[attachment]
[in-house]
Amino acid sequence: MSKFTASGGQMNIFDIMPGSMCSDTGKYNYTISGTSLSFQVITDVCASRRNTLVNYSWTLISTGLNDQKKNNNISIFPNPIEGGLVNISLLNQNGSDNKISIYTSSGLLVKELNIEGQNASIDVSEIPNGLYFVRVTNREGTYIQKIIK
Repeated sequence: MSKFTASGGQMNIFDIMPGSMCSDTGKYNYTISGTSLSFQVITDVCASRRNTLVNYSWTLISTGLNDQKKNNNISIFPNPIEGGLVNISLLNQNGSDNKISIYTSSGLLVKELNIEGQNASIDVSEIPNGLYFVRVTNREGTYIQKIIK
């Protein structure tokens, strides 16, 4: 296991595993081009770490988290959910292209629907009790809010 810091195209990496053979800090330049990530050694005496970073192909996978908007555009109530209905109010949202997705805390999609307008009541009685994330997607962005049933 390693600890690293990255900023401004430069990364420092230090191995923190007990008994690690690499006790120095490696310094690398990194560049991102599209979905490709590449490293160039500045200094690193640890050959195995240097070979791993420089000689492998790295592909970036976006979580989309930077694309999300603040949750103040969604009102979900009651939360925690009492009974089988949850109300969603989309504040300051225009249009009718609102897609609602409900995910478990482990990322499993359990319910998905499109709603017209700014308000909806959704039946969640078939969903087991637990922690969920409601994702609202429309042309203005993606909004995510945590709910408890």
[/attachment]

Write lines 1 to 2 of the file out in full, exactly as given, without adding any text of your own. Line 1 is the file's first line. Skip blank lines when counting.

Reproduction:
[in-house]
Amino acid sequence: MSKFTASGGQMNIFDIMPGSMCSDTGKYNYTISGTSLSFQVITDVCASRRNTLVNYSWTLISTGLNDQKKNNNISIFPNPIEGGLVNISLLNQNGSDNKISIYTSSGLLVKELNIEGQNASIDVSEIPNGLYFVRVTNREGTYIQKIIK